Mentions: It may seem counterintuitive that the network burst output did not change during the ablation sequence (Fig. 3, red traces), whereas the ICAN active subnetwork size decreased stepwise (Figs. 4A, 5, as well as n = 6 simulations shown in Fig. 6). Although the average ICAN declined during the sequence, network burst output remained stable because ICAN has a biphasic influence on the ability to generate action potentials; intra-burst spiking decreases when ICAN is too low or too high. ICAN generally ensures that inspiratory bursts remain more robust and larger in magnitude than is needed to sustain rhythmogenesis (Kam et al., 2013b). However, the ability of ICAN to enhance burst magnitude causes depolarization block of spiking when its magnitude is large, which cuts down on the number of spikes per burst (Rubin et al., 2009; Fig. 3, example cells). Thus, as the average ICAN decreases during the cumulative cell ablation sequence, neurons with low gCAN decrease burst amplitude and generate fewer intra-burst spikes, whereas other neurons with larger gCAN generate more intra-burst spikes because the ability of ICAN to cause depolarization block of spiking is reduced during the course of the ablation sequence. As a result, the network burst output, as quantified by the running time spike histogram, does not decline.

Bottom Line: When the recruitment rate drops below 1 neuron/ms the network stops spontaneous rhythmic activity.Neurons that play pre-eminent roles in rhythmogenesis include those that commence spiking during the quiescent phase between respiratory bursts and those with a high number of incoming synapses, which both play key roles in recruitment, i.e., recurrent excitation leading to network bursts.This study provides a theoretical framework for the operating mechanism of mammalian central pattern generator networks and their susceptibility to loss-of-function in the case of disease or neurodegeneration.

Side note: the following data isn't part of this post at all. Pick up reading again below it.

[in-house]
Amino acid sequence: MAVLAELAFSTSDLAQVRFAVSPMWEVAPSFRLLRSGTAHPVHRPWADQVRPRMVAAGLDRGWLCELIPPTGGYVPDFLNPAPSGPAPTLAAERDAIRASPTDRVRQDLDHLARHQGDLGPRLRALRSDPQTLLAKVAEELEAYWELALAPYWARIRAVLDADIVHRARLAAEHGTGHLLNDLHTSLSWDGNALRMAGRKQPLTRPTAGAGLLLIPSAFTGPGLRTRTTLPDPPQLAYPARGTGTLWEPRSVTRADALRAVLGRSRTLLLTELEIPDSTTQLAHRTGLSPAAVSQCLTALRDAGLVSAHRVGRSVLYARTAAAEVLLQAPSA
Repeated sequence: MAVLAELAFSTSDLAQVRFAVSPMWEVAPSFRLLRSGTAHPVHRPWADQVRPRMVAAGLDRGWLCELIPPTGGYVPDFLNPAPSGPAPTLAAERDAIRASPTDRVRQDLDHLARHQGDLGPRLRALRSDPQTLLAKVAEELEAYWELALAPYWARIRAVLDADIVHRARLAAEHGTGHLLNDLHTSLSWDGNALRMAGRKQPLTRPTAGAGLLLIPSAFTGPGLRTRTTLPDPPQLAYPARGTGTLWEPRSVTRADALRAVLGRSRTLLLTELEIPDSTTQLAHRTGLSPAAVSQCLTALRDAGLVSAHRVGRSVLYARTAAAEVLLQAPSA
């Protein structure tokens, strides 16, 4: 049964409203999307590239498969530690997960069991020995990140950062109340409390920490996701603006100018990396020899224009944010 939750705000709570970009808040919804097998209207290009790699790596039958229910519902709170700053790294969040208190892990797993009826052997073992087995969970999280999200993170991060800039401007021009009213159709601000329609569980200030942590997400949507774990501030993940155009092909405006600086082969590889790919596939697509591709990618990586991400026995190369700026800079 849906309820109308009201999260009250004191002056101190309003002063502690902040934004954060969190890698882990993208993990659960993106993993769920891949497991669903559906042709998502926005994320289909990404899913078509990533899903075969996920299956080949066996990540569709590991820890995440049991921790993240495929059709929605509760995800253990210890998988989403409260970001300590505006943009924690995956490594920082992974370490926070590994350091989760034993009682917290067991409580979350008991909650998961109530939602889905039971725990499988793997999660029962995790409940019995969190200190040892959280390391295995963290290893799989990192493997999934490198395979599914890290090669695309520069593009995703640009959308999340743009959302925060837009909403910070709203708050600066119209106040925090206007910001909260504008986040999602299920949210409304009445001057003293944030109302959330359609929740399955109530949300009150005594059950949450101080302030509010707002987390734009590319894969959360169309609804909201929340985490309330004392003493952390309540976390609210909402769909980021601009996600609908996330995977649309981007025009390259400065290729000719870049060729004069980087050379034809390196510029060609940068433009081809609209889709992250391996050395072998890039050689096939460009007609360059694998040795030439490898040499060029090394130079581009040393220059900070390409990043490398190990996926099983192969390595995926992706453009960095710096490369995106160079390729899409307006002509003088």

View Article: PubMed Central - HTML - PubMed

Affiliation: Department of Applied Science, The College of William & Mary , Williamsburg, Virginia 23187-8795.

ABSTRACT
The mammalian breathing rhythm putatively originates from Dbx1-derived interneurons in the preBötzinger complex (preBötC) of the ventral medulla. Cumulative deletion of ∼15% of Dbx1 preBötC neurons in an in vitro breathing model stops rhythmic bursts of respiratory-related motor output. Here we assemble in silico models of preBötC networks using random graphs for structure, and ordinary differential equations for dynamics, to examine the mechanisms responsible for the loss of spontaneous respiratory rhythm and motor output measured experimentally in vitro. Model networks subjected to cellular ablations similarly discontinue functionality. However, our analyses indicate that model preBötC networks remain topologically intact even after rhythm cessation, suggesting that dynamics coupled with structural properties of the underlying network are responsible for rhythm cessation. Simulations show that cumulative cellular ablations diminish the number of neurons that can be recruited to spike per unit time. When the recruitment rate drops below 1 neuron/ms the network stops spontaneous rhythmic activity. Neurons that play pre-eminent roles in rhythmogenesis include those that commence spiking during the quiescent phase between respiratory bursts and those with a high number of incoming synapses, which both play key roles in recruitment, i.e., recurrent excitation leading to network bursts. Selectively ablating neurons with many incoming synapses impairs recurrent excitation and stops spontaneous rhythmic activity and motor output with lower ablation tallies compared with random deletions. This study provides a theoretical framework for the operating mechanism of mammalian central pattern generator networks and their susceptibility to loss-of-function in the case of disease or neurodegeneration.

No MeSH data available.